Philadelphia’s suburbs are embracing the electric vehicle revolution
The district has set itself the goal of installing 50 charging stations by the end of 2023.
Krack said the collaboration and collaboration between elected officials, business leaders, and the district’s staff drove the process forward so quickly.
Phoenixville has even made changes to its building code and land development ordinances that require EV “make-ready” standards for new park structures.
“We changed the information in our parking regulations to make this adjustment to electric vehicle charging stations so that when people come here to Phoenixville they have the opportunity to enjoy what we have to offer, but they also have the opportunity and convenience to do it knowing that when they get here, they’ll have a place to charge their vehicles,” Krack said.
Phoenixville is currently exploring how it could eventually give homes that don’t have driveways but park on the street the ability to connect to a station.
Delco aims to reduce annual greenhouse gas emissions from its electric vehicle fleet by £400,000
A spokesman for the Pennsylvania Department of Environmental Protection told WHYY News that the agency has already supported electrification and charging projects in southeastern Pennsylvania with grants — and applications from municipalities are growing.
To date, the state DEP has awarded Delaware County Alternative Fuel Incentive Grant funds totaling $412,500 to fund 84 electric vehicles and $335,740 for 28 chargers.
“The annual reduction in greenhouse gas emissions that Delaware County’s 84 electric vehicles will contribute is approximately 406,000 pounds, or 184 tons,” said a DEP spokesman.
In addition, the Delaware County Geographical Information Systems Department created a map that allows residents to locate electric vehicle charging stations throughout Delco.
DEP also gave the community of Middletown, Bucks County, $215,000 in AFIG funds for four fast-charging stations in their municipal public-use building.
Middletown officials see the community as a leader in community sustainability. It recently became the first community in Bucks County to establish a local climate action plan.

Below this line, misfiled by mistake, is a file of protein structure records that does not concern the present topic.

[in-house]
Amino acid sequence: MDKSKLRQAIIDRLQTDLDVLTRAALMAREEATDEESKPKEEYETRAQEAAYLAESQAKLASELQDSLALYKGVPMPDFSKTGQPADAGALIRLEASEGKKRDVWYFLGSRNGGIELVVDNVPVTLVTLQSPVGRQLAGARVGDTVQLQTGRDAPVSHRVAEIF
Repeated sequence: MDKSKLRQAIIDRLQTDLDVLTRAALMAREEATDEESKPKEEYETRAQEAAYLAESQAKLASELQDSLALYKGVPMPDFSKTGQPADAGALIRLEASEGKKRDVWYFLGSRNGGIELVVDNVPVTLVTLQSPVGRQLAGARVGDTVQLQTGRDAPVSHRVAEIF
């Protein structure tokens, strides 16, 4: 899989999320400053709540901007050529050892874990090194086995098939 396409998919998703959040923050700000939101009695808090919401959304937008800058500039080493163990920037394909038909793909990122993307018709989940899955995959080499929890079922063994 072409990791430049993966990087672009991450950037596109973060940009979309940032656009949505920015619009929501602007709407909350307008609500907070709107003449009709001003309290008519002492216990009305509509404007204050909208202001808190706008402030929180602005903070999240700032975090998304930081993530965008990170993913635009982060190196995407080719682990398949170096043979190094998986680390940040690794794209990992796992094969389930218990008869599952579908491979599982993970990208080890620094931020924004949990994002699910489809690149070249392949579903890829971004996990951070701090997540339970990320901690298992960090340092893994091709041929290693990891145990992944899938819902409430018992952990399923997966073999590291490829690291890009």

“We’re able to get data from PECO and all the different emission sources and analyze that into a kind of benchmark of where we are today. And then reference that information to set goals for where we want to be in the future. And so you’ll see in our climate action plan that we have a number of projects and activities that we’re pursuing,” said Nick Valla, deputy community leader.
The plan advances community electric vehicle initiatives. While Middletown currently has no municipal electric vehicles, the charging stations are just a harbinger of the future.
Bucks County Commissioner: ‘You can save the planet and you can save money’
On Wednesday, Middletown received platinum-level sustainability certification, which is its highest rating. The criteria focus not only on the environment but also on the management structure.
Valla will give a presentation in the fall to the Bucks County Consortium of Communities, a group of community and county officials, introducing Middletown’s sustainability efforts and ways other communities can follow suit.
He said community officials even shared their work with their peers across the state. However, he emphasized that most of the exchange of ideas took place close to home.
“Every now and then I get an email or a phone call, even just to our neighboring municipality of Bensalem [us]. The day the AFIG scholarship was announced, I got a call from her manager and he said, ‘Oh, I want to hear more about how you guys got that because we’re trying to do the same'” said Valla.
Bucks County has taken steps of its own to help shape the transition from internal combustion engines to electric powertrains. The district bought its first two electric vehicles last year. It is also testing charging stations at various county lots.
County Commissioner Bob Harvie sees a trend in the area.
“What we’ve seen as technology has gotten better and better is people realizing that you can do both, which is important — you can save the planet and you can save money,” Harvie said.
Once gas prices finally fall, Harvie is curious to see if this shift will last.